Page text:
One day ahead of Jamie Dimon's blockbuster appearance before the Senate Banking Committee, Bloomberg has released the definitive timeline infographic of who knew what, when, together with damning evidence that, contrary to what has been represented by JPM execs, the firm knew about the massive risk, which an in house risk manager described as "trying to land a Boeing 747 without flying lessons", as far back as 2010. Not only that but the firm was actively engaged in fudging its VaR for years in an attempt to hide the monster in the closet which we dubbed, long before the details were exposed, the "world's largest prop trading desk". Well, now the monster is out, and nobody wants to come within one bid/ask spread of it. And tomorrow, Jamie will have a fun time explaining just how he let all of this happen for years while potentially engaging in material 10(b)-5 fraud in his public filings and statements.
There is much more in the must read Bloomberg piece by Erik Schatzker et al, but here are some highlights.
First, we learn that contrary to popular folklore, not only Goldman was betting against US housing (as idiotic as that populist statement is). So was JPM, which somehow nobody mentioned over the past 3 years.
The group started making more exotic trades, betting against an index of subprime mortgage bonds in 2007 that resulted in a roughly $1 billion profit that year, according to one former CIO executive and another person briefed on the trade.
JPM was never about ordinary banking operations. It was all about prop. Any wonder why Jamie Dimon has been so vehemently against the Volcker Rule?
Macris’s team in London, running a portfolio of as much as $200 billion in trades, had a profit of $5 billion in 2010 alone, more than a quarter of JPMorgan’s net income that year, one former executive said
But what is most relevant for the current market is that it seems that JPM is completely unable to unwind its massive prop bet.
Peter Weiland, who graduated from Princeton University with a degree in chemistry and had been overseeing risk for JPMorgan’s proprietary-trading group, was transferred in 2008 into the same role at the CIO. He immediately saw faults in the division’s risk-management system, said two former executives who worked with him.
Weiland became concerned that Bruno Iksil, the trader in Macris’s office now known as the London Whale, had amassed a complex and illiquid position, according to two former executives. Weiland, who declined to comment, warned Macris and Drew about the trades on numerous occasions beginning in 2010, the people said. It was a topic of frequent discussions in the CIO’s global weekly meetings, they said.
Weiland compared efforts to reduce Iksil’s outsized position to the difficulty of trying to safely land a Boeing 747 without flying lessons, one executive said. The position was so large and illiquid, Weiland said he couldn’t get the plane below 35,000 feet, the executive said.
By 2010 Iksil’s value-at-risk, or VaR -- a formula used by banks to assess how much traders might lose in a day -- already was $30 million to $40 million, a person with knowledge of the matter said. At times the figure surpassed $60 million, the person said, about as high as the level for the firm’s entire investment bank, which employs 26,000 people.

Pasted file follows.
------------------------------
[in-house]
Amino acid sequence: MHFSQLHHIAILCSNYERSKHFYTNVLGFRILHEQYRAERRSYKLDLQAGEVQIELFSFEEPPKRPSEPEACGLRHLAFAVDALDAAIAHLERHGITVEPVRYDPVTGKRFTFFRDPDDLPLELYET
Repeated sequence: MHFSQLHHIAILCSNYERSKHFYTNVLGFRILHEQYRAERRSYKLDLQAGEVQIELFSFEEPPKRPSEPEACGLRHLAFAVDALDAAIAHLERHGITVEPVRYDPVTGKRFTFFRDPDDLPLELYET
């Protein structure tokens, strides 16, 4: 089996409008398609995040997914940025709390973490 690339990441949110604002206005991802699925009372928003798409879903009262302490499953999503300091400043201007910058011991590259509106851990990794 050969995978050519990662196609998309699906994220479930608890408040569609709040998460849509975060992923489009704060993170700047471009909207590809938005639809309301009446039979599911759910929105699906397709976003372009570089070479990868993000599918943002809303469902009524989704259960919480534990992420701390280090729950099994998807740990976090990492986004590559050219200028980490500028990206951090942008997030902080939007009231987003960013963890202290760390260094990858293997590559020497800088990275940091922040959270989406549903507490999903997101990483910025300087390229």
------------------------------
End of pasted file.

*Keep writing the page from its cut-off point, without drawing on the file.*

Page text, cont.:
The natural response: fudge the VaR calculation of course. After all JPM is exception: the rules that apply to everyone else, do not apply to it.
Early this year, as the size and volatility of its trades were growing, the bank changed the computer-based mathematical formulas for calculating the chief investment office’s VaR. The new model had the effect of understating the risk of losses from Iksil’s trades: It showed an average daily VaR within the CIO of $67 million, about where it stood in the fourth quarter of 2011.
And this was in 2010, long before Iskil decided to delta hedge by buying up tens of billions of IG9 10 year notional. Which is why we fear that our current estimate of JPM's CIO DV01 being at about ~$200 million may well be conservative.
And the biggest problem: an offerless market for the firm's tens of billions in long IG9 10 year positions!
Drew and Macris agreed to reduce Iksil’s positions and tried to do so beginning in early 2011, according to a current and two former executives. The plan was to work down the book gradually as they found opportunities to sell the assets, these people said. The problem: No one was buying. The position was too large and illiquid and couldn’t be reduced without a loss. Drew and Macris decided the bank could hold the trades to maturity and that the risk of being forced to liquidate them under duress was low, according to the former executives.
Unable to unwind Iksil’s bets, the bank tried to hedge them this year with other trades, exacerbating the losses, Dimon said on May 10. Iksil had amassed positions in securities linked to the financial health of corporations that were so large he was driving price moves in the $10 trillion market.
One thing they did not anticipate was, well, reality. And the fact that in the absence of the Fed backstopping the world, holding a position to maturity would inevitably lead to massive losses on the book of a firm whose sole path to profitability for the past 3 years has been courtesy of its position as the only real tri-party repo bank, and the right-hand of the New York Fed (where Jamie Dimon is still a Class A Director). Also explains why the estimate of a $5 billion loss, which Zero Hedge calculated first, on the day of the JPM announcement, will also likely be very, very conservative, when all is said and done, and why the JPM's decision to stop its stock buyback implies a breach of the Fed's stress test loss parameters, meaning the total loss could be orders of magnitude higher as also calculated here previously.